FAQs about Mold:
How do you do mold testing?
- We take spore traps, tape lifts and/or carpet dust samples. Spore traps evaluate the number of mold spores in the air, while carpet dust analysis gives historical insight of certain trends and infestations.
When should I do a mold inspection?
- If there is visible mold growth, musty or unusual odor, unremedied water leakage or flooding, or experiencing health problems typically associated with mold exposure, you should look into mold testing.
Why should I test for mold?
- Many common indoor molds, for example Aspergillus, Penicillium, or Stachybotrys Chartarum (black mold), can cause a variety of health problems in all individuals. Children and those with suppressed immune systems are particularly vulnerable.
What health problems does mold exposure cause?
- Mold exposure can cause a variety of health problems ranging from mild to severe. The most common reactions to mold are respiratory symptoms such as coughing, irritation in the eyes, nose, and throat, asthma, allergy symptoms, and more.
Does mold affect air quality?
- Mold produces spores which can stay suspended in the air and spread throughout the indoor environment. Inhaling these spores can cause health problems.
How can I prevent mold growth in my home?
- Keep your indoor humidity level below 50%. This can be controlled by using a dehumidifier. Clean up and fix any water leakage or flooding as soon as possible.
- How much does it cost to test for mold?
1. Our base inspection price is $227. Additional prices depend on the amount and type of samples that need to be taken.
Do you sell mold testing kits?
- We can do lab-only tests, where you receive and collect your own spore traps and send them to our lab for analysis. Our lab will send you a detailed report about your sample.
What is the difference between mold and mildew?
- Mildew typically has a white/gray and powdery appearance, stays on the surface, and is easy to remove. Mold typically has a black/green/red/blue and slimy or fuzzy appearance, can infiltrate deeply, and is harder to remove. Mold causes more health problems than mildew.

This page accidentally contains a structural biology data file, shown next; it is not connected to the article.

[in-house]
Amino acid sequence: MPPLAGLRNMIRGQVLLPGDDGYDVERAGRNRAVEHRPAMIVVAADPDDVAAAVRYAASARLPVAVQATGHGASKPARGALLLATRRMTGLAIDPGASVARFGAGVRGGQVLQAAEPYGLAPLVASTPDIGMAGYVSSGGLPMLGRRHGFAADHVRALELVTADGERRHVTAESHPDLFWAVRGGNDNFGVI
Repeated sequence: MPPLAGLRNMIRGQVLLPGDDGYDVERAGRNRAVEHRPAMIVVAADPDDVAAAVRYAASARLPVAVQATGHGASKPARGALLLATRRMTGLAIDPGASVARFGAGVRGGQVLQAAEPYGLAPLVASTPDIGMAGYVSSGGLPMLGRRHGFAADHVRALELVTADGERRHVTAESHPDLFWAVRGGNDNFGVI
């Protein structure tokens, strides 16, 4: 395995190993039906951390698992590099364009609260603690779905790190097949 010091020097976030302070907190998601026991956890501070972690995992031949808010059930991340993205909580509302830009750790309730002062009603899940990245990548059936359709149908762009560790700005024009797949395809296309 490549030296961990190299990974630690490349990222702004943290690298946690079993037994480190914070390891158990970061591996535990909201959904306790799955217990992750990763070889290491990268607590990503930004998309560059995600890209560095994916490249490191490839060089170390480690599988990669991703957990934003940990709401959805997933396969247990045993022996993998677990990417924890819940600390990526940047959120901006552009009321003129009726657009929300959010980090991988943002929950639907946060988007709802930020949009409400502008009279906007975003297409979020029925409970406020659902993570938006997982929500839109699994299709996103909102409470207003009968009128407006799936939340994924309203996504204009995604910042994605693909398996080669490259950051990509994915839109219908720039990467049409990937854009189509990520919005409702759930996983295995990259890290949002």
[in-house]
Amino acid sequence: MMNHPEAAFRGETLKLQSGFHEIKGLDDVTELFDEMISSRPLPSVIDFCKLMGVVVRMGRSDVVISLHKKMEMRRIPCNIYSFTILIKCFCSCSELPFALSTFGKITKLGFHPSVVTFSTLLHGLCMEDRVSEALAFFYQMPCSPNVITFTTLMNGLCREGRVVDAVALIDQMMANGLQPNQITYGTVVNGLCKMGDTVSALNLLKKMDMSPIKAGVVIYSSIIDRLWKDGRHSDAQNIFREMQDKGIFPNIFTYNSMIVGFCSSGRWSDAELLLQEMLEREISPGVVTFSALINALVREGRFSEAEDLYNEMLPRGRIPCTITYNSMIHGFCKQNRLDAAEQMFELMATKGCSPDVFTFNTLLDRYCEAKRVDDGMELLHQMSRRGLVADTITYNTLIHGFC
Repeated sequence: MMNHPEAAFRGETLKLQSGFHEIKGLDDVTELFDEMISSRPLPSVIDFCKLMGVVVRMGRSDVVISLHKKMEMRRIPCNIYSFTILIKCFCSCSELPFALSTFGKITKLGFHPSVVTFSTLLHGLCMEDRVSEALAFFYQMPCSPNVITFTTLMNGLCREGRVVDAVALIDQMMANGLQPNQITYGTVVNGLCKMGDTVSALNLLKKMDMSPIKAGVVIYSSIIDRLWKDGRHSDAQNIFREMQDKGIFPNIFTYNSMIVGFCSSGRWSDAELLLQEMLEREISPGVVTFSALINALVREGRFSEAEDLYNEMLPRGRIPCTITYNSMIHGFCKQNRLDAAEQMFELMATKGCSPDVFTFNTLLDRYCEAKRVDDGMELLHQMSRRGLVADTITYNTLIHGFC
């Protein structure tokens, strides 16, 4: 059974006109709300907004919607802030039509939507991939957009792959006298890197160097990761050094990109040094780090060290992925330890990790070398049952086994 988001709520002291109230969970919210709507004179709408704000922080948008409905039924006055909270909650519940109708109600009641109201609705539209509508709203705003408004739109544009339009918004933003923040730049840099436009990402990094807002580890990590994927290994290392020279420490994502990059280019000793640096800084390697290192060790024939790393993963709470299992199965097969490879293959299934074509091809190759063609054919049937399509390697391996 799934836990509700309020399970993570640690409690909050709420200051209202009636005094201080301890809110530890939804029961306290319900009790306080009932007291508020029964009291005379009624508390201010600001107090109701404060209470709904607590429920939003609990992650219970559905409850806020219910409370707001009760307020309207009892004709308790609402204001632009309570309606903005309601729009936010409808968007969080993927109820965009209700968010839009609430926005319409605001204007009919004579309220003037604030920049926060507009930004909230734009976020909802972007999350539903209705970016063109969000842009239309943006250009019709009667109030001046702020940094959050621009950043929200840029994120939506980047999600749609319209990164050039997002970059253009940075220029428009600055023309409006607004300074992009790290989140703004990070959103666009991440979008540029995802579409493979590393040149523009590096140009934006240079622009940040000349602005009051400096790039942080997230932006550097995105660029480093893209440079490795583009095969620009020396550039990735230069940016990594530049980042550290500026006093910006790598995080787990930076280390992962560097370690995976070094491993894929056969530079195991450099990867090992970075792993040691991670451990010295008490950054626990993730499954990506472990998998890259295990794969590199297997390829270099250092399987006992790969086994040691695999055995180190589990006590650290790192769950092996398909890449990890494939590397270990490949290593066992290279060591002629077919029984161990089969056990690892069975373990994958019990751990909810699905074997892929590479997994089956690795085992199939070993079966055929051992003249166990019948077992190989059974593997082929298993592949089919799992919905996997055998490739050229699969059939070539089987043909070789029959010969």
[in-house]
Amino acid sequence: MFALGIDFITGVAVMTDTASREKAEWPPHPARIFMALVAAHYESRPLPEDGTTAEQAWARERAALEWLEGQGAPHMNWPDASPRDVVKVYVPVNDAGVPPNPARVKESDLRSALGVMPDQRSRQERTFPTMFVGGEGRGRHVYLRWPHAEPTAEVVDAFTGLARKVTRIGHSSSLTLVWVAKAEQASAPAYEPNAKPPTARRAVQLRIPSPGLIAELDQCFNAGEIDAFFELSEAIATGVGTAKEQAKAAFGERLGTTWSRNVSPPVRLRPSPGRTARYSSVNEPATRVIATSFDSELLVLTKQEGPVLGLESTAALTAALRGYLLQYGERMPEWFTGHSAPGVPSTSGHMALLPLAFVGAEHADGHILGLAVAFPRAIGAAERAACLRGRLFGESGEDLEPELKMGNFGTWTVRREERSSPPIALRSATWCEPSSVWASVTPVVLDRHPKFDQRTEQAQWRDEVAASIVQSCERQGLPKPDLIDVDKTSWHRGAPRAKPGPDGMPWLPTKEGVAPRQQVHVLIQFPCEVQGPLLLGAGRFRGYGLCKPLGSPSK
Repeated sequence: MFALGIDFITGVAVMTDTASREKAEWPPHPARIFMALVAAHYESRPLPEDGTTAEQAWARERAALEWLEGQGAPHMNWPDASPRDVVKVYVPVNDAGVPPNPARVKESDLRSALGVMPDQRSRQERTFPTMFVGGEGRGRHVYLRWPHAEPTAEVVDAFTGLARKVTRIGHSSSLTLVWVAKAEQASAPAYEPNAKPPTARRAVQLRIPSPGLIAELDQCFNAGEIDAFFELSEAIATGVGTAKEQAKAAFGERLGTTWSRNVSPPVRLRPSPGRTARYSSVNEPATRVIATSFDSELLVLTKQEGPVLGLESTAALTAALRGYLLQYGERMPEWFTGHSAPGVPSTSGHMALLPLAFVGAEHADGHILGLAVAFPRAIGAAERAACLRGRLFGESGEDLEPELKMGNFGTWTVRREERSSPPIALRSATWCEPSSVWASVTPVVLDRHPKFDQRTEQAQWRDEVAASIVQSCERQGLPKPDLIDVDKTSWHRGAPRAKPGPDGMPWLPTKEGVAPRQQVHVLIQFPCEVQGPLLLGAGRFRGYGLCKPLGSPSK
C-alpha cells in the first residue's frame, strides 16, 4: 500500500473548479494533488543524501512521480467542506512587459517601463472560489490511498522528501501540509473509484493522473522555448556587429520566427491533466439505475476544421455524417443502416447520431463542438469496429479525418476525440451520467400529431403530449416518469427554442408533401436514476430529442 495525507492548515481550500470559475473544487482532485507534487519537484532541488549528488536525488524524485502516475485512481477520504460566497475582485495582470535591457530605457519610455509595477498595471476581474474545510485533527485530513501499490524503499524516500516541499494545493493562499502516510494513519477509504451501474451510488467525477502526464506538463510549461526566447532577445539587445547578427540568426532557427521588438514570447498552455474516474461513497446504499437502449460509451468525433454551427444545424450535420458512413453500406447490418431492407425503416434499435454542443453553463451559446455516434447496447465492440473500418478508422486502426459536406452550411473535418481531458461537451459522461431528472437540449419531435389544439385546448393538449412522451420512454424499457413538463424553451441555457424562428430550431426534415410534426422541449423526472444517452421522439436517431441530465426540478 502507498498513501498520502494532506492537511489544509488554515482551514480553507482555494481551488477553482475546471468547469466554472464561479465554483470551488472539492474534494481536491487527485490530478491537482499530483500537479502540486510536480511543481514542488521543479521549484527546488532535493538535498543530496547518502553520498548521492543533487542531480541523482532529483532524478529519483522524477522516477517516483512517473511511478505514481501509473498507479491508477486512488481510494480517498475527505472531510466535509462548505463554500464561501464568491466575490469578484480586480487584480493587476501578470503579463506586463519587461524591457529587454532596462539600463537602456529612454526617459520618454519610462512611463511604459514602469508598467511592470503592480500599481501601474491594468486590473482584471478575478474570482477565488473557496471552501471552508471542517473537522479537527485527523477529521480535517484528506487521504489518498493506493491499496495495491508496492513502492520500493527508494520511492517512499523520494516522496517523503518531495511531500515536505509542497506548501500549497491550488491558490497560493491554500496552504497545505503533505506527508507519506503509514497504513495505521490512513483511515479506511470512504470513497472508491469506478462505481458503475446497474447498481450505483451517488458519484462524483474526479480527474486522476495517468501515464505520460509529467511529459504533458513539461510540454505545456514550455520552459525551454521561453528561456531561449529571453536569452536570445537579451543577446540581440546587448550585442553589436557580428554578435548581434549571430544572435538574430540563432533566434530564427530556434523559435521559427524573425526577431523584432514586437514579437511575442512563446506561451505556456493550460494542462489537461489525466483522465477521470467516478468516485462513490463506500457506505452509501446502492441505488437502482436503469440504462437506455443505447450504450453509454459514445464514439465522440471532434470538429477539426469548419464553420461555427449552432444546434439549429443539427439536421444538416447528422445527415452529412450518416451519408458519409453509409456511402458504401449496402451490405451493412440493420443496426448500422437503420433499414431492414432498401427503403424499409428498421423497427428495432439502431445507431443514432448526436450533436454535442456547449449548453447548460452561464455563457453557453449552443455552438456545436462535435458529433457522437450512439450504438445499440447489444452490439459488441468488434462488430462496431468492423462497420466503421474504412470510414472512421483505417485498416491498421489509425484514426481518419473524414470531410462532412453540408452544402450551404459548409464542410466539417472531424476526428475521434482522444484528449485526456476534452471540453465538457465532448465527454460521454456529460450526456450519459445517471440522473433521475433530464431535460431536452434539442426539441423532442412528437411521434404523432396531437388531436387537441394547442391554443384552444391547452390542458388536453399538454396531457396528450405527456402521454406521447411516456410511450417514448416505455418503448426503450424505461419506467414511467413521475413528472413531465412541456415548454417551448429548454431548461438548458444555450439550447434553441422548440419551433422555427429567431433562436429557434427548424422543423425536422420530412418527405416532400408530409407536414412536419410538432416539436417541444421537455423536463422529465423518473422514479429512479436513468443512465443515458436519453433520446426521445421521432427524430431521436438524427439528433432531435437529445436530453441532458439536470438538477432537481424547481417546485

What is a good mold cleaner?
- Fungicides or detergents can abate some molds and mildews in mild circumstances. However, if the problem is more severe or in hard-to-reach places, mold remediation is your best option. Painting over mold does not remedy the problem. Recommended remediation contractors can be found on our Resources page.
Do you do mold remediation?
- Because we offer mold inspection services, we find mold remediation to be a conflict of interest. We want to provide our customers with honest and unbiased reports. Recommended remediation contractors can be found on our Resources page.
What is your service area?
- We service the entire Southeast.
Do you do black mold testing?
- We can test for any type of mold, dust mites, cockroaches, bacteria, asbestos, radon, lead, formaldehyde, and more.
What is black mold?
- Black mold is the common name for Stachybotrys Chartarum. Black mold is well known due to its moderate to severe health problems it can cause to those exposed to it.
FAQs about Asbestos
Do you do Asbestos testing?
- Yes. It is highly recommended to do asbestos testing both before and after asbestos removal to ensure it was removed properly.
How do I know if I have asbestos?
- Asbestos cannot be seen, felt, tasted, or smelled. If you have an older home, the best way to test for asbestos is to call an asbestos inspector.
Why is asbestos bad?
- Asbestos exposure is highly toxic and can cause many cancers and diseases. Asbestos exposure is the #1 cause for mesothelioma.
When should I test for asbestos?
- Homes and buildings built before 1980 likely have asbestos. Material in good condition does not generally pose a threat, though if the material is disturbed in any way, you should avoid the area and call us and an asbestos abatement contractor.
How can I remove asbestos from my home?
- Hire a licensed contractor. Do not attempt to remove it on your own, as asbestos is extremely dangerous and needs PPE and proper removal.
FAQs about Indoor Air Quality
Why is home air quality important?
- We spend 90% of our time indoors. Indoor air is often 2 to 5 times more polluted than outdoor air. Bad home air quality is a significant burden to health, quality of life, and your wallet.
Do you do an air quality test?
- We can analyze for mold, particulate matter, and other indoor air pollutants. Our air quality inspection includes a full summary report, description of our findings, and reference to outdoor air quality.
What are the primary causes of poor indoor air quality?
- Accumulation of mold/mildew, Volatile Organic Compounds (i.e. formaldehyde), and particulate matter (i.e. from combustion sources like a stove or smoking). All of these pollutants are from indoor sources.
How can I improve my indoor air quality?
- Source removal, using a MERV 10+ filter, adequate ventilation, and adequate humidity control are all great solutions to improve your home air quality.
Where can I learn more about indoor air quality?
- We have collected over 250 studies and articles from professionals and experts in the field of indoor air quality and its pollutants. A synopsis of these studies can be found on our Studies page.
To see how your state stacks up against poor IAQ, visit this EPA website.